In a word: Very!
Strong scientific evidence suggests a diet rich in vegetables and fruits can help lower blood pressure, reduce the risk of heart disease and stroke, improve blood sugar levels, and help prevent some types of cancers.
Healthcare professionals generally recommend eating a combined five or more servings of vegetables and fruits each day to significantly lower the risk of death and other health problems. A meta-analysis of 95 research studies found continued improvement in health outcomes with up to 10 combined servings of vegetables and fruits per day.
It’s also important to eat a variety of fruits and vegetables, like dark leafy greens and brightly colored red, yellow, orange (and more) fruits and vegetables.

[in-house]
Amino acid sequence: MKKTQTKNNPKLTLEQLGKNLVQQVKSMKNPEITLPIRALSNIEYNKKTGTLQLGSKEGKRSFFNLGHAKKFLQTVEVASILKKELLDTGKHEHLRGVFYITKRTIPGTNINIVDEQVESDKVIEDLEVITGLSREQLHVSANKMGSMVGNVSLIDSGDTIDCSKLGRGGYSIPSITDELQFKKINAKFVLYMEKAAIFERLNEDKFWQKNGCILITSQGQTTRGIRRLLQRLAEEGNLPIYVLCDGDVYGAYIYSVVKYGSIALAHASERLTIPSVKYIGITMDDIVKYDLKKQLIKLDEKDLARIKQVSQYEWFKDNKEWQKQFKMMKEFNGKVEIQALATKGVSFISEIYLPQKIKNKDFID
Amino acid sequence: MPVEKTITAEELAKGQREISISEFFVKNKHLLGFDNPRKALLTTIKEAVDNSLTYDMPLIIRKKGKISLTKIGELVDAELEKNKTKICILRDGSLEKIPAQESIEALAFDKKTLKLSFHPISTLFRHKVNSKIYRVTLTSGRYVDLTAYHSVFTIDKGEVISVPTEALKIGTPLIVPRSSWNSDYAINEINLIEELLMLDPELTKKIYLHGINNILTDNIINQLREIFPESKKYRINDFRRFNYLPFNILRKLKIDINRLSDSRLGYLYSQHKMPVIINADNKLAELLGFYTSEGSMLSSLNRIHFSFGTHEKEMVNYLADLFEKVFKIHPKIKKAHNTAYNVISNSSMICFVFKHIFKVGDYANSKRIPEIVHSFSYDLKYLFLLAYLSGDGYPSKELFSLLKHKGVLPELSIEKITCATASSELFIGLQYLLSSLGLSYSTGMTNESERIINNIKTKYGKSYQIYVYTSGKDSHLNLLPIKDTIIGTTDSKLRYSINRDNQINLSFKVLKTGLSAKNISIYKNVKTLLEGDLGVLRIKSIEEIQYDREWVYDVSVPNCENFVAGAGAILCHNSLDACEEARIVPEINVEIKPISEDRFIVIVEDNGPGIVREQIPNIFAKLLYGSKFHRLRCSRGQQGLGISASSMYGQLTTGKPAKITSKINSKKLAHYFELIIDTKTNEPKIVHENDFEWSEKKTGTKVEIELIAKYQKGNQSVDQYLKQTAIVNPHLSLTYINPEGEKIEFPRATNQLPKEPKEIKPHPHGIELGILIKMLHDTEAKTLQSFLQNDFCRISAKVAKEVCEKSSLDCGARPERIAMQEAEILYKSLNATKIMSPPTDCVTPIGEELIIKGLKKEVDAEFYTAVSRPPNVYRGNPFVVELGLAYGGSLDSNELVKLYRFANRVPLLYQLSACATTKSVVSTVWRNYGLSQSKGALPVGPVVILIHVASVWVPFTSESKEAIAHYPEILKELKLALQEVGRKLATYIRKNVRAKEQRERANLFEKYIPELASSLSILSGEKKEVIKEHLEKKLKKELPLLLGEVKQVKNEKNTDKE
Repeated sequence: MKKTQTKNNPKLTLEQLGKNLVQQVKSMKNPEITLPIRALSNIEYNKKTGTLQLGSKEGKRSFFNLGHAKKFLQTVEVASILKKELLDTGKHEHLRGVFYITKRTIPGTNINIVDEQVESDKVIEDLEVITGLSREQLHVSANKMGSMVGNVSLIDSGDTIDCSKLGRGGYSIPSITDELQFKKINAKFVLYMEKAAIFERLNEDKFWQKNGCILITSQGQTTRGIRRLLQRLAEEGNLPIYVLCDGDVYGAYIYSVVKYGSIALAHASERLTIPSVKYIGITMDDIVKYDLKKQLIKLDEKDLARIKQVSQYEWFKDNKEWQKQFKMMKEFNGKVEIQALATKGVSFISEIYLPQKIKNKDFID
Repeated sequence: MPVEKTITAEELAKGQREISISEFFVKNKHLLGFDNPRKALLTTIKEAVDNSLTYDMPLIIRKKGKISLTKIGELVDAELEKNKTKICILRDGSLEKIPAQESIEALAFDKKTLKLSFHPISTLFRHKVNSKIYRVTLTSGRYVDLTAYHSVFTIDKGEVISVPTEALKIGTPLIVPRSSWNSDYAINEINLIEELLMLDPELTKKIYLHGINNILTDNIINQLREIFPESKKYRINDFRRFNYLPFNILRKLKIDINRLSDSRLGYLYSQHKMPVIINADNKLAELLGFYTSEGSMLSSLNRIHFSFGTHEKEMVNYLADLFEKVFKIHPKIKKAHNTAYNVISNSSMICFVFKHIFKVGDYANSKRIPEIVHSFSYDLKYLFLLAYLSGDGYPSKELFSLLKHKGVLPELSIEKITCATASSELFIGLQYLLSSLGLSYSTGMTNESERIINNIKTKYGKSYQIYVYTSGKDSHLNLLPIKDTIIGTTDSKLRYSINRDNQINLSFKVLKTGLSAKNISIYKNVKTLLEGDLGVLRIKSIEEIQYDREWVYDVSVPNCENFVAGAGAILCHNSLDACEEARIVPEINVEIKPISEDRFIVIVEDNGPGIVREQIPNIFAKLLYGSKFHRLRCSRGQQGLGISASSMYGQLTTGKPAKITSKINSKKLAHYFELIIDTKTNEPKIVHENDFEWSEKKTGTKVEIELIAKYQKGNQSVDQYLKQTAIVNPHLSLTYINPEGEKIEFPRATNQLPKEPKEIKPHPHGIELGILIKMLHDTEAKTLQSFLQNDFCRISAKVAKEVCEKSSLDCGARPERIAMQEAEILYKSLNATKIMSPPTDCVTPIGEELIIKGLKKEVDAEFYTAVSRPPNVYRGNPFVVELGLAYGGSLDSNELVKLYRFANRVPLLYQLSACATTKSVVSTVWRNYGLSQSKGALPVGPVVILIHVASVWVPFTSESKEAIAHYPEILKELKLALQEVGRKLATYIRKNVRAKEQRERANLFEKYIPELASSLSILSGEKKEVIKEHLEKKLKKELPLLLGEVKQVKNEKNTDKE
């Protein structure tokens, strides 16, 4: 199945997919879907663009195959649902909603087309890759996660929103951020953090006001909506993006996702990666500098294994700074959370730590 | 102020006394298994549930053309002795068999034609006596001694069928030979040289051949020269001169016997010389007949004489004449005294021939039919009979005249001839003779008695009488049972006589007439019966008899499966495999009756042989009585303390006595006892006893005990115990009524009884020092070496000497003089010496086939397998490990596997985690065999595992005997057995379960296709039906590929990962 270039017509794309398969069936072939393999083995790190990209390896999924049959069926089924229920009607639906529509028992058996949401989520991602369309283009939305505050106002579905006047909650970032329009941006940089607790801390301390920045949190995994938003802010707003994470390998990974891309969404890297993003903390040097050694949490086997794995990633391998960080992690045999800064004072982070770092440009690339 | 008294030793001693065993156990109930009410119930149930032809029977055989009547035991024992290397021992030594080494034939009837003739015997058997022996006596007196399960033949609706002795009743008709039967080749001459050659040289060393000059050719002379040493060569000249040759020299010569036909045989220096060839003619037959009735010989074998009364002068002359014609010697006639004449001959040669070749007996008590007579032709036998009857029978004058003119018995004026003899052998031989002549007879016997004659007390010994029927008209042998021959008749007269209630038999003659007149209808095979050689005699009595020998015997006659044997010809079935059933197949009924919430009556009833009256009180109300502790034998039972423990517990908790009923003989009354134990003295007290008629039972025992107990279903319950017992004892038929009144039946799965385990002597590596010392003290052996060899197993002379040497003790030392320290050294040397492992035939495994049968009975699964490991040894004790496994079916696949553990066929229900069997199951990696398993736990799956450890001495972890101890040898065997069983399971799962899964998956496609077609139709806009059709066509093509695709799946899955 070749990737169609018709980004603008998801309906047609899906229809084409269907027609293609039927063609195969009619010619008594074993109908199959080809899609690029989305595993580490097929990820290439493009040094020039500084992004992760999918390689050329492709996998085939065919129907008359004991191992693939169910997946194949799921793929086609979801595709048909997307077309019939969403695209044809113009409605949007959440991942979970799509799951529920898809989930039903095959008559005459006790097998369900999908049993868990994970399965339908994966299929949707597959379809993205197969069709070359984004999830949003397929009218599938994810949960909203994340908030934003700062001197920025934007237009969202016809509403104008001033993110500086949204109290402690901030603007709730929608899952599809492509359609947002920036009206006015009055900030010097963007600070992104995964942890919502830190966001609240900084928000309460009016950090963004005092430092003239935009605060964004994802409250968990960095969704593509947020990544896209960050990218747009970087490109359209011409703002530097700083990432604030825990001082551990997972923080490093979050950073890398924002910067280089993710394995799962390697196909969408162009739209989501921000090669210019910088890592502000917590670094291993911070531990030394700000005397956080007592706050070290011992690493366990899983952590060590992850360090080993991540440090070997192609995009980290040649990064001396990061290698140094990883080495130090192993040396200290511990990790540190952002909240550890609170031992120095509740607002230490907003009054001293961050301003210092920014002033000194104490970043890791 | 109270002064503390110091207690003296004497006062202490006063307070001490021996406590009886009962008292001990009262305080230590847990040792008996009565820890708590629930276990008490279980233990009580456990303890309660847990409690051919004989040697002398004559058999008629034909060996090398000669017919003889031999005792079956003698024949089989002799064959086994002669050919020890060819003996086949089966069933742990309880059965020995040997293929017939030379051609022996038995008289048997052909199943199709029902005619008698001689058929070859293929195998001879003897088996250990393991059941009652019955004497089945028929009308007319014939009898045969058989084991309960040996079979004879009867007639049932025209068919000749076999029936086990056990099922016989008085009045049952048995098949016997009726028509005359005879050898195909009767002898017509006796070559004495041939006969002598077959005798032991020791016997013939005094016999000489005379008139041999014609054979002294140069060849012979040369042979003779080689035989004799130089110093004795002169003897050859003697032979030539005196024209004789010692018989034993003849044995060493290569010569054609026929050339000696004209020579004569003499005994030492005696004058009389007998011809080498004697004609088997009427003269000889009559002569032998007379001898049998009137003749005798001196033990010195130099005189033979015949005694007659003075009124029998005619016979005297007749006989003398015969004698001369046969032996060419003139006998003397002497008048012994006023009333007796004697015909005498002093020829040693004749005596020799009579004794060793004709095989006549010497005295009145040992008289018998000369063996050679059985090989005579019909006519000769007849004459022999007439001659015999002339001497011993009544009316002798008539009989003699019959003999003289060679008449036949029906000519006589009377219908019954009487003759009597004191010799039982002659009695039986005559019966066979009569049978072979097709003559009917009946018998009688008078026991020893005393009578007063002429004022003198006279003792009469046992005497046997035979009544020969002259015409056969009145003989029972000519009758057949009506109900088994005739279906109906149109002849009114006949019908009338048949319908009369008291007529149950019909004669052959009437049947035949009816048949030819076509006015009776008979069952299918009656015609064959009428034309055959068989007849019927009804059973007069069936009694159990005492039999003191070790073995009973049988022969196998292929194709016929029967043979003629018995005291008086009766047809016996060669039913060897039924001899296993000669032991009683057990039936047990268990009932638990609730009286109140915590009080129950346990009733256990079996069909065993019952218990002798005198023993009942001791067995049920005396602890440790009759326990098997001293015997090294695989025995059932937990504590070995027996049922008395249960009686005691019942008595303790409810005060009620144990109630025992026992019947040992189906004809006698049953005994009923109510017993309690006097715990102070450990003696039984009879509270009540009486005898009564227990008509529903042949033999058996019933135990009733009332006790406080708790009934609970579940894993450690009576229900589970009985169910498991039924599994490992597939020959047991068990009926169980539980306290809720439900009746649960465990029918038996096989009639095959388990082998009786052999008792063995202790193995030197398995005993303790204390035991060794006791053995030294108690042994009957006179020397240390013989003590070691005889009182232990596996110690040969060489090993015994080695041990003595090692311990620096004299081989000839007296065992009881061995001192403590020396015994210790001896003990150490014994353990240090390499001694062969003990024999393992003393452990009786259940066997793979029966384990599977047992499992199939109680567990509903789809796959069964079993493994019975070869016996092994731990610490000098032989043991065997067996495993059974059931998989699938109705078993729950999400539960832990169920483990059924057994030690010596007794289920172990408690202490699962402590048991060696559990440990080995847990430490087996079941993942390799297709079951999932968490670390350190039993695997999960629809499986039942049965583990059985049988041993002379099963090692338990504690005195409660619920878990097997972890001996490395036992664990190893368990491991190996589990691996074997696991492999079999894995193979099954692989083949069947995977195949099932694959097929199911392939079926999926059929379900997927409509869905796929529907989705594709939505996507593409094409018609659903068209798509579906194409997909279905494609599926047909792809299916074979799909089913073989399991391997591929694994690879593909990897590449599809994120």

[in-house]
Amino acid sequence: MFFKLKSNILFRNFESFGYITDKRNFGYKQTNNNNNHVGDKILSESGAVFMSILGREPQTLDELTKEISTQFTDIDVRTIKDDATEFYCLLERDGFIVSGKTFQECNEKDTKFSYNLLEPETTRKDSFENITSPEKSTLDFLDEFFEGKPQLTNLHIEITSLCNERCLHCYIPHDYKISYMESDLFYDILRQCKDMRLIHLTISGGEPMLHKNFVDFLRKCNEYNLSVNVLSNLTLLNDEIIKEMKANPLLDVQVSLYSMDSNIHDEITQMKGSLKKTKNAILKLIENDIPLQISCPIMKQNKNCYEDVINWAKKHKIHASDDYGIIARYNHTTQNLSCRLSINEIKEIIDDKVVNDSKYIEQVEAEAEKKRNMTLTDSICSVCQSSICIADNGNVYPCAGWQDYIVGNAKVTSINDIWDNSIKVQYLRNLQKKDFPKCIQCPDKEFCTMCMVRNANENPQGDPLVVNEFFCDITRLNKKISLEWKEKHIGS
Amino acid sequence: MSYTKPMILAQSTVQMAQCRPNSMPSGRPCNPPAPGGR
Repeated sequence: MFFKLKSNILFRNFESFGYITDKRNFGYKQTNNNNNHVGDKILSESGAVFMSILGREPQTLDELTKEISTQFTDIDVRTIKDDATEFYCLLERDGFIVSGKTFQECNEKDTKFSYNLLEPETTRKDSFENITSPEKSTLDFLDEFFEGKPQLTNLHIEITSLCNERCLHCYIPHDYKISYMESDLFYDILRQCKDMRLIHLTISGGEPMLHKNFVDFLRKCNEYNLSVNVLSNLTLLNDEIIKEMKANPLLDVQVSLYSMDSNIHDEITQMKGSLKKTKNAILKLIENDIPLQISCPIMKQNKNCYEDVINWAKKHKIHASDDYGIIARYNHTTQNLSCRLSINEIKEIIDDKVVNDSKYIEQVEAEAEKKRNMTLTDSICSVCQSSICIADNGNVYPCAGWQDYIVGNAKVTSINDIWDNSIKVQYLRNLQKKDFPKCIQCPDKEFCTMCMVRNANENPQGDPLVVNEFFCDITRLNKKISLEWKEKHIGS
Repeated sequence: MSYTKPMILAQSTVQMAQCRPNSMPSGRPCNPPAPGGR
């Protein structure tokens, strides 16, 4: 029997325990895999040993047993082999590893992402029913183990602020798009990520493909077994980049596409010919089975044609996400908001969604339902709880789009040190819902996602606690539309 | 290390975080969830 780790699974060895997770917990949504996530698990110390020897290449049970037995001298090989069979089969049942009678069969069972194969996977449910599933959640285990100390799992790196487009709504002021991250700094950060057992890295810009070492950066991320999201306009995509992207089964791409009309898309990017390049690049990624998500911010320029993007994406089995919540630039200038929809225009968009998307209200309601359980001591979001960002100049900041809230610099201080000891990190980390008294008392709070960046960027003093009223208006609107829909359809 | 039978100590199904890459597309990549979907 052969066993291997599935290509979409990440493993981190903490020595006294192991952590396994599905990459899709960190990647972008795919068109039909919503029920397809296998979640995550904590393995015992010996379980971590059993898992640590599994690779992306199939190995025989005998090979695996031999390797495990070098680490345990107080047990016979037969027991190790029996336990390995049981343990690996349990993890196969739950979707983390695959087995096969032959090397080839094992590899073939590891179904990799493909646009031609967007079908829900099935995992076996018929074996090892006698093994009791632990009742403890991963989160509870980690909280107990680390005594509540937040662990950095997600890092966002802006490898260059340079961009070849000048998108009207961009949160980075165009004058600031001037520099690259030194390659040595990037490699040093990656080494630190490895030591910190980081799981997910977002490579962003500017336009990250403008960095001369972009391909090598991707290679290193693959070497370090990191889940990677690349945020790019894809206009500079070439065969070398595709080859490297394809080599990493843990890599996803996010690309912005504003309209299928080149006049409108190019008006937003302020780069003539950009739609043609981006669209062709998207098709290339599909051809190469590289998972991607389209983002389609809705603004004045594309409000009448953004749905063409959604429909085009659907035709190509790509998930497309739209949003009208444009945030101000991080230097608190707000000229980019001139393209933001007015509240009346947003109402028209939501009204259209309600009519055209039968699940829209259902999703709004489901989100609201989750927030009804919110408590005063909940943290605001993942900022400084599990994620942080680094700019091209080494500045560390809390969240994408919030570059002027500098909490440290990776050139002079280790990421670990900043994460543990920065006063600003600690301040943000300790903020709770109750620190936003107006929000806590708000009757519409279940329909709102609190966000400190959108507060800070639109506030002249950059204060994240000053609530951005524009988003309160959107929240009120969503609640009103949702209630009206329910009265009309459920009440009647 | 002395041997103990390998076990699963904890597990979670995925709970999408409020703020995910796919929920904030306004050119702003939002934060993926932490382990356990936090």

In fact, green leafy vegetables (including lettuce and spinach), “cruciferous” vegetables (like kale, broccoli, and cabbage), and citrus fruits (such as oranges, lemons, and limes) appear to be among the foods that most contribute to improved health.
Try to set a realistic goal, and do your best to eat more vegetables and fruits each day. Rather than a side of french fries, opt for grilled vegetables or a salad. After meals, skip the dessert and instead eat fresh fruits or a fruit smoothie.
Cheers to your health!